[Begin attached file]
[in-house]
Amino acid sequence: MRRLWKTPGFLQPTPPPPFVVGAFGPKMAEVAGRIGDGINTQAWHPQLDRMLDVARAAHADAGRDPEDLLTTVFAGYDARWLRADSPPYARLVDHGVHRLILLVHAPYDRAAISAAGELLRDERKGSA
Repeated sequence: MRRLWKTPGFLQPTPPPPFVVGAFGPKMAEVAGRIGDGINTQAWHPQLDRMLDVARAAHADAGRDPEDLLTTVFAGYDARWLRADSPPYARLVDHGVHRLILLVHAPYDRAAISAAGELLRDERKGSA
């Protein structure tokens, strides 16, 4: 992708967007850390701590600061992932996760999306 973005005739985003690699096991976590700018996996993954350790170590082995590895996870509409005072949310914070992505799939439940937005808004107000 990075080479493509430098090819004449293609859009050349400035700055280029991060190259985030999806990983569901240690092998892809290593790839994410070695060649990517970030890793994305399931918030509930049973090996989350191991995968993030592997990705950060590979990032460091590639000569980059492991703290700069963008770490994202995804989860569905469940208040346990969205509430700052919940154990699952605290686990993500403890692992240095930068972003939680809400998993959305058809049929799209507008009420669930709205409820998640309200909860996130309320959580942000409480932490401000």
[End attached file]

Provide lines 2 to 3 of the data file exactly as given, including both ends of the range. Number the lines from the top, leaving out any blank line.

Amino acid sequence: MRRLWKTPGFLQPTPPPPFVVGAFGPKMAEVAGRIGDGINTQAWHPQLDRMLDVARAAHADAGRDPEDLLTTVFAGYDARWLRADSPPYARLVDHGVHRLILLVHAPYDRAAISAAGELLRDERKGSA
Repeated sequence: MRRLWKTPGFLQPTPPPPFVVGAFGPKMAEVAGRIGDGINTQAWHPQLDRMLDVARAAHADAGRDPEDLLTTVFAGYDARWLRADSPPYARLVDHGVHRLILLVHAPYDRAAISAAGELLRDERKGSA